As they do not multiply their particular relations of miracles, but omit great numbers which they knew of, so neither do they affect always to take the greatest in degree, or those that seem so. I do not pretend to understand all the various degrees of miracles. But it appears to me a more showy and affecting work to cure a demoniac, than to heal a person with a fever. But yet Matthew, in the chapter just quoted, at the same time that he relates the cure of Simon's wife's mother, omits all particular accounts of those which were that same day delivered from evil spirits, though there were many such instances. There is in all the gospels but one particular account of any person cured by only touching the hem of Christ's garment, namely, the woman with the bloody issue. And yet there were many other such cases. St. Matthew says, that in the land of Gennesaret, they "besought him, that they might only touch the HEM of his garment, and as many as touched were made perfectly whole," Matt. xiv. 35, 36. St. Mark assures us of the same thing. "For he had healed many, insomuch that they pressed upon him for to TOUCH him, as many as had plagues," Mark iii. 10. And in another place he says: "Whithersoever he entered,-they laid their sick in the streets, and besought him that they might touch, if it were but the BORDER of his garment: and as many as touched him were made whole," ch. vi. 56. St. Luke also confirms this account: "And the whole multitude sought to TOUCH him for there went virtue out of him, and healed them all," Luke vi. 19.

Nay, there is a great deal of reason to think, that the evangelists did know of more persons raised to life by Jesus, than those they have particularly mentioned. St. Luke, having given the history of raising up the young man, says immediately: “ And the disciples of John showed him of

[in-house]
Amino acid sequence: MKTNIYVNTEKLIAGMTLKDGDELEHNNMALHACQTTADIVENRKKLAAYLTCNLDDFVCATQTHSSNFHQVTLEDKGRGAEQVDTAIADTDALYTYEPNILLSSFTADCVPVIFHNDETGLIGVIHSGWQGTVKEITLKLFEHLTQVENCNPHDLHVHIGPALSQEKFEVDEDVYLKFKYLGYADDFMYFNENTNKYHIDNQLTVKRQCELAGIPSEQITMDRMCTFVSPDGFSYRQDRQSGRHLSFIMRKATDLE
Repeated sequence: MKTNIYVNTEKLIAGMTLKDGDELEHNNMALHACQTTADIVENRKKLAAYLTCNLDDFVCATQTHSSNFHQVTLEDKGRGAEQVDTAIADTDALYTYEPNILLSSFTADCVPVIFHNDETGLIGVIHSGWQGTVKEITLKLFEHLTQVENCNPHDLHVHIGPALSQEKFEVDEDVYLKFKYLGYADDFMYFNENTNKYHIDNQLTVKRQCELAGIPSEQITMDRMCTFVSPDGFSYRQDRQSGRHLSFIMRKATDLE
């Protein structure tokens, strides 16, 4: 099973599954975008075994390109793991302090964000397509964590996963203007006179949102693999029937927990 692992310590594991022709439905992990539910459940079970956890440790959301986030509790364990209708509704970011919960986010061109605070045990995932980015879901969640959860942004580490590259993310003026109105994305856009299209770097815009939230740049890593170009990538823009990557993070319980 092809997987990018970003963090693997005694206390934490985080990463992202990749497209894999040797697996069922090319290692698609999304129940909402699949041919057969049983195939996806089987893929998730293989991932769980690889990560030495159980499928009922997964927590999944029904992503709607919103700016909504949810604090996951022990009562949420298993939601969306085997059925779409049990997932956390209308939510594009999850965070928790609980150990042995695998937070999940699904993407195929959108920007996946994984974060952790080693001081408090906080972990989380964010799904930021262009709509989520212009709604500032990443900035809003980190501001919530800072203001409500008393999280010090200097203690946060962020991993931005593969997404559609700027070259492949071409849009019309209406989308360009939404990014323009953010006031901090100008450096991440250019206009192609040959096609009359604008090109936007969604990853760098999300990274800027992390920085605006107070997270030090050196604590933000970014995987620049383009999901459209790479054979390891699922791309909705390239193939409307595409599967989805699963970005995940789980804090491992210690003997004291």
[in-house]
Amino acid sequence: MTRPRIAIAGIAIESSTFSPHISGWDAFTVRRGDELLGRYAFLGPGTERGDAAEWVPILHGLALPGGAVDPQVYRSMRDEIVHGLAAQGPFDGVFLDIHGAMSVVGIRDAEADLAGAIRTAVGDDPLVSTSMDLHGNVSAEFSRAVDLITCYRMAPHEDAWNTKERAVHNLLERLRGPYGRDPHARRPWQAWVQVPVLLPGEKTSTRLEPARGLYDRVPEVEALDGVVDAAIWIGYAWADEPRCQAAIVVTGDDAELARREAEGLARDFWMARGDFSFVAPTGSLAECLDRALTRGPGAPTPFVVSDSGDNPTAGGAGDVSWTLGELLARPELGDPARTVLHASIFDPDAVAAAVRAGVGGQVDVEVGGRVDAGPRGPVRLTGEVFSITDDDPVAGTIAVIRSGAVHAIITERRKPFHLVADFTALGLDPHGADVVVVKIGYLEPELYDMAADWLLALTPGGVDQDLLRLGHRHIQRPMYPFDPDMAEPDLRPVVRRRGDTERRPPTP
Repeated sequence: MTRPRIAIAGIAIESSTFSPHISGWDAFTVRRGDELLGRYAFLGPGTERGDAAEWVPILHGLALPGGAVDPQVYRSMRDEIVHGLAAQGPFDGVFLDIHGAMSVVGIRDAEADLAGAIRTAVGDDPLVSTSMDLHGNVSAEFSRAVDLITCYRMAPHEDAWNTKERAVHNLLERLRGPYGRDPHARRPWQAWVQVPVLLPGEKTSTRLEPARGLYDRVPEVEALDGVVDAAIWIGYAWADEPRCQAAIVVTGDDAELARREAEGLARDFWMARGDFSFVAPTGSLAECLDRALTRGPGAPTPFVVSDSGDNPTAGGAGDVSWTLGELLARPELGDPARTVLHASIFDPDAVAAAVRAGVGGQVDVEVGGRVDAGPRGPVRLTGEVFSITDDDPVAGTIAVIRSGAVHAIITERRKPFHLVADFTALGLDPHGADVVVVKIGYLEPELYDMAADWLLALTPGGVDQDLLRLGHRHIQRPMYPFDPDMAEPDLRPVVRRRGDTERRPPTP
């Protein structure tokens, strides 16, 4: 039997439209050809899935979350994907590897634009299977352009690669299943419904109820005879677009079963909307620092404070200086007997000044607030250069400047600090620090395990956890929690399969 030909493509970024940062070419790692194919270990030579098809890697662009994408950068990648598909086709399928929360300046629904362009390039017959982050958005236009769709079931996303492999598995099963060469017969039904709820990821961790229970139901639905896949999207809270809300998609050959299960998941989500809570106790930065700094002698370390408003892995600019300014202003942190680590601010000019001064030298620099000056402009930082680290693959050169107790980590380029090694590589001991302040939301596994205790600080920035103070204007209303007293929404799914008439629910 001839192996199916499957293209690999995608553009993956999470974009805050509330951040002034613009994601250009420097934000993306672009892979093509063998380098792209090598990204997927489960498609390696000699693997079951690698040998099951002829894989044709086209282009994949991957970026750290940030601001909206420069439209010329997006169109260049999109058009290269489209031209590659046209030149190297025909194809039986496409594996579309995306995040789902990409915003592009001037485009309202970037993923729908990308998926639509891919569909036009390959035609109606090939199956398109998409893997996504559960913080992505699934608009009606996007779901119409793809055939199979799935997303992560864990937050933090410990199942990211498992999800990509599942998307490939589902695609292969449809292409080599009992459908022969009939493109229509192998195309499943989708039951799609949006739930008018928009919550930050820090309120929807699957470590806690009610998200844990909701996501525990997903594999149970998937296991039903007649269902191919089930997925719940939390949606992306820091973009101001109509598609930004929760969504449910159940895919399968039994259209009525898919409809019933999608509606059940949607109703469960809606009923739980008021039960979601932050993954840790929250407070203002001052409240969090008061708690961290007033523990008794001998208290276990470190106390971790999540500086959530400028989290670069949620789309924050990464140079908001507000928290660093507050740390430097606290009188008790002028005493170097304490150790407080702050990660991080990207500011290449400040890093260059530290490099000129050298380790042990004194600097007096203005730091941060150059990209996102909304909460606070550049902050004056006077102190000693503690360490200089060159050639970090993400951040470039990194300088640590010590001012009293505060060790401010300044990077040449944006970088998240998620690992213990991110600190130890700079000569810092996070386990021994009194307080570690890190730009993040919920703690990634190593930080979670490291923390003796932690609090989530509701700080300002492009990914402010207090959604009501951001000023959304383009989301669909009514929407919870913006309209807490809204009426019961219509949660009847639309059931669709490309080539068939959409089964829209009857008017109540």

all these things. And John calling unto him two of his disciples, sent them to Jesus, saying, Art thou he that should come, or look we for another? Then Jesus answering, said unto them, Go your way, and tell John what things ye have seen and heard, how that the blind see, the lame walk, the DEAD are raised," Luke vii. 18, 19, 22. In St. Matthew our Lord says the same thing in his answer to John's inquiry: "The blind receive their sight, and the lame walk the DEAD are raised up," Matt. xi. 5. He says, "The dead are raised," in the plural number. St. Matthew therefore must have known of more than one, though he has given the particular history of the ruler of the synagogue's daughter only.

Farther, in answer to this assertion, that the design of all the evangelists was to aggrandize the fame of their Master, as a worker of miracles; I would observe, that the gospels, though but short histories, are not filled with accounts of miracles. There are whole chapters together containing nothing but an account of our Saviour's pure and heavenly doctrine. Other chapters contain nothing but parables, which are also interspersed here and there in other parts of the narration. Other chapters are taken up with the cavils of the Pharisees and others, and our Saviour's answers to them, with discourses to the disciples, and divers other mat ters. So that the miracles alone, separate from the discourses and arguings which they occasioned, make but a moderate part of the gospels. Many miracles undoubtedly the evangelists have related. Nor had Jesus proved himself to be the Messiah, if many miracles had not been per formed by him. Such things were expected of the Messiah, when he came, by every body. Therefore it was, that, as St. John observes, " Many believed in his name, when they saw the miracles which he did," John ii. 23. And in another place," Many of the people believed on him, and said, When Christ cometh, will he do more miracles than these which this man hath done?" ch. vii. 31. Nor is there any ostentation in the working of any of these miracles, or in the manner in which they are related: but they are done for the confirmation of that excellent doctrine which Christ taught, and that all men might know that the Father had sent him, and that the word he taught was not his own but the Father's. "If I do not the works of my Father," says he to the Jews, "believe me not. But if I do, though ye believe not me, believe the works, that ye may know and believe that the Father is in me, and I in him," John x. 37, 38. And to the disciples: "The words that I speak unto